NEW ALBANY — A new short-stay inn in downtown New Albany pays homage to the Southern writer who was born on the site — Nobel laureate William Faulkner.
The Union County Historical Society and Heritage Museum purchased the four-bedroom manse on Cleveland Street from the Presbyterians in 2019.
“We thought it was important to preserve it,” said Jill Smith, director of the museum. “We have the Faulkner garden and the Faulkner library. Now, we have the site where he was born.”
Faulkner, a Pulitzer Prize-winning writer, was born in a house on the site in September 1897. Not long afterward, the Faulkner family moved to Ripley, and eventually settled in Oxford.
In 1953, Faulkner’s birthplace was torn down to make way for the Presbyterians to build a manse. It served that purpose for several years, but had sat empty for a while when the historical society purchased it three years ago.
“We didn’t know for sure what we were going to do with it at first, but we knew it needed to be income-producing,” said Lynn Madden, committee chairman for the restoration of the house.
Work on the house stalled because of the pandemic, but in January 2021, volunteers began the process of turning the manse into The Faulkner Birthsite Inn. All the hardwood floors were refinished, and the walls got a new coat of paint. A small back porch was reconfigured into a laundry room.
“Believe it or not, we didn’t buy one stick of furniture for this house,” Madden said. “We have a whole list of donors. It just all came together. Everything we were offered fit.”
Steve Bennett, who works at the museum and serves as the innkeeper, said a woman was at a workshop at the museum when the talk turned to the inn, which is just a few steps from the museum.
“She named off all this furniture she had, and we made arrangements to see it,” Bennett said. “She ended up donating a sofa, two matching chairs, a side table, an oil painting and a four-poster bed.”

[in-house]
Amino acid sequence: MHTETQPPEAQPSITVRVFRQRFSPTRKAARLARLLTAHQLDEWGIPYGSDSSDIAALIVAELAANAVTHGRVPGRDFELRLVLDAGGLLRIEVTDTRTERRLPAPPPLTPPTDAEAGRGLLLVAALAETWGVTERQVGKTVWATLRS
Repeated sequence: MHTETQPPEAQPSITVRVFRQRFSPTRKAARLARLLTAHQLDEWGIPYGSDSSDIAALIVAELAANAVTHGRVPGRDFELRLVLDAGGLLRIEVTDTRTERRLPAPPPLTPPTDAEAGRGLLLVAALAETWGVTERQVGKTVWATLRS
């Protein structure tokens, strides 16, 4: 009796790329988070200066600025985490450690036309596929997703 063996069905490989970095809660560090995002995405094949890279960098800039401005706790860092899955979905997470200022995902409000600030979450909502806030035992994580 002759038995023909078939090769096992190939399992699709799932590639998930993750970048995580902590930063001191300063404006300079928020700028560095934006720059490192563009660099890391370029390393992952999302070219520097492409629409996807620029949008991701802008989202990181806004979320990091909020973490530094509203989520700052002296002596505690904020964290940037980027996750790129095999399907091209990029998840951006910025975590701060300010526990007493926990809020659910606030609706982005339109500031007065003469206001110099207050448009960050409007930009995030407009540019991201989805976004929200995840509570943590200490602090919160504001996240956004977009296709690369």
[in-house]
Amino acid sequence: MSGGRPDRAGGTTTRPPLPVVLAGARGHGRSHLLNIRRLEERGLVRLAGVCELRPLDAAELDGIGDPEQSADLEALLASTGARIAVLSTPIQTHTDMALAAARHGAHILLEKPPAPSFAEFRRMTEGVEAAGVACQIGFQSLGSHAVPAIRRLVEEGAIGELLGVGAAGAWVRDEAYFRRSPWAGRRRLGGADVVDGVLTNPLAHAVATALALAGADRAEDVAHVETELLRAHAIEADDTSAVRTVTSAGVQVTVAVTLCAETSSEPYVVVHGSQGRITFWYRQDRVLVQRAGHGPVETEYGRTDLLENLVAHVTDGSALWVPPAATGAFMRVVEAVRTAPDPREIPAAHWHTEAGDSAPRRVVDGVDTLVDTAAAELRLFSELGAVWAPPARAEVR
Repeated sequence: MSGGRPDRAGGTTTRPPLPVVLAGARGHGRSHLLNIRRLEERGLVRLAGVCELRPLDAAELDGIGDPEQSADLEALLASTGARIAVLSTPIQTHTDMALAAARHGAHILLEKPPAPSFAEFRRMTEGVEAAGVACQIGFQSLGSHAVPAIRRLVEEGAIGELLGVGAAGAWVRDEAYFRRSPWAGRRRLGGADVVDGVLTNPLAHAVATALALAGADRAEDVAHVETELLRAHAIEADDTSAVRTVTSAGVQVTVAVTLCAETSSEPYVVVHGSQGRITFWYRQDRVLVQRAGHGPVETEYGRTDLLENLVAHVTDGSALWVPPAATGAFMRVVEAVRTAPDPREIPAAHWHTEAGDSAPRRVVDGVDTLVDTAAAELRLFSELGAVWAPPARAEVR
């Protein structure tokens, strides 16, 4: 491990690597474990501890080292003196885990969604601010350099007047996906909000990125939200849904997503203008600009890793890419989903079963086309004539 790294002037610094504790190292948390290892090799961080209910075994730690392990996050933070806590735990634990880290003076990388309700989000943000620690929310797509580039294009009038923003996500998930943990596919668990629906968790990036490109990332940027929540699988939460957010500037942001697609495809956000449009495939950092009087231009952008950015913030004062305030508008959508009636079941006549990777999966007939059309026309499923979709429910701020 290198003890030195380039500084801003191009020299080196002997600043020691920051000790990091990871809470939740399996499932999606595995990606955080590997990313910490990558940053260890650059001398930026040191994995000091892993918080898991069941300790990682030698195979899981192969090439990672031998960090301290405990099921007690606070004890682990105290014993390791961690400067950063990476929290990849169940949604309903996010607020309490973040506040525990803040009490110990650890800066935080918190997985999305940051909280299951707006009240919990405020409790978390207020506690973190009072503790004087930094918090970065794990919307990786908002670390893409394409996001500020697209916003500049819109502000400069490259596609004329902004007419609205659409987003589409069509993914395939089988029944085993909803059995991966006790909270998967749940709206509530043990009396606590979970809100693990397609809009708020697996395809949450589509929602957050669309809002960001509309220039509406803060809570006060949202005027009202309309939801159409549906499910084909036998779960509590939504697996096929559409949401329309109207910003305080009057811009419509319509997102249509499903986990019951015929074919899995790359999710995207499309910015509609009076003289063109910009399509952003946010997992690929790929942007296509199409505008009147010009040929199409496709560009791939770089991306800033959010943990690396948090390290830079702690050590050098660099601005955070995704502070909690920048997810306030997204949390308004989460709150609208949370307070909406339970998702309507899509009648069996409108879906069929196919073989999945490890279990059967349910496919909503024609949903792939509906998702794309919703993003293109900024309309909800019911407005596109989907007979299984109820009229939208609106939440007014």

Another family donated all the furniture in the dining room, including the table, chairs and a china cabinet filled with cut glass, along with furniture for a bedroom. One family offered a bed and bedroom chair, while another donated a dresser, chest and bedside tables. The Historic Northside District Garden Club purchased a vintage bedroom suite and donated it.
Even the lamps, artwork and accessories in the house came from the generosity of the community, along with the dishes and coffee pot in the kitchen.
“We bought upscale sheets and towels, and that’s about it,” Madden said.
Volunteers worked tirelessly to get the rooms arranged and decorated in time for an open house at Christmas to show off the new inn.
“Bethany Dalton was instrumental in getting everything together,” Smith said. “Bethany and Lynn and Steve and Betsey Hamilton did so much. You can’t go wrong when you’ve got them volunteering.”
The Faulkner Birthsite Inn is a short-stay inn, not a bed-and-breakfast.
“We won’t serve breakfast until we do,” Bennett joked.
There are four bedrooms in the two-story inn — each equipped with Wi-Fi and smart TVs — along with two baths, a parlor, dining room, kitchen, game room/library, and laundry room. Prices range from $133 for one room to $362 for the whole house, which sleeps eight.
The intent, down the road, is for the museum to host workshops with a weekend of events, Madden said.
“For instance, eight ladies could come for a pottery workshop and stay at the inn,” Bennett said. “It’s ideal for guests coming to town for family reunions, holidays, festivals, football weekends.”
The museum is in the process of purchasing bikes for guests to use if they want to ride the Tanglefoot Trail, and plans are in the works for a patio with a seating area, and fresh landscaping around the home.
“We’re still adding some cultural things to the inn,” Smith said, “We’re in the process of naming the rooms. They’ll either be named after Mississippi writers, or something Faulkner-related.”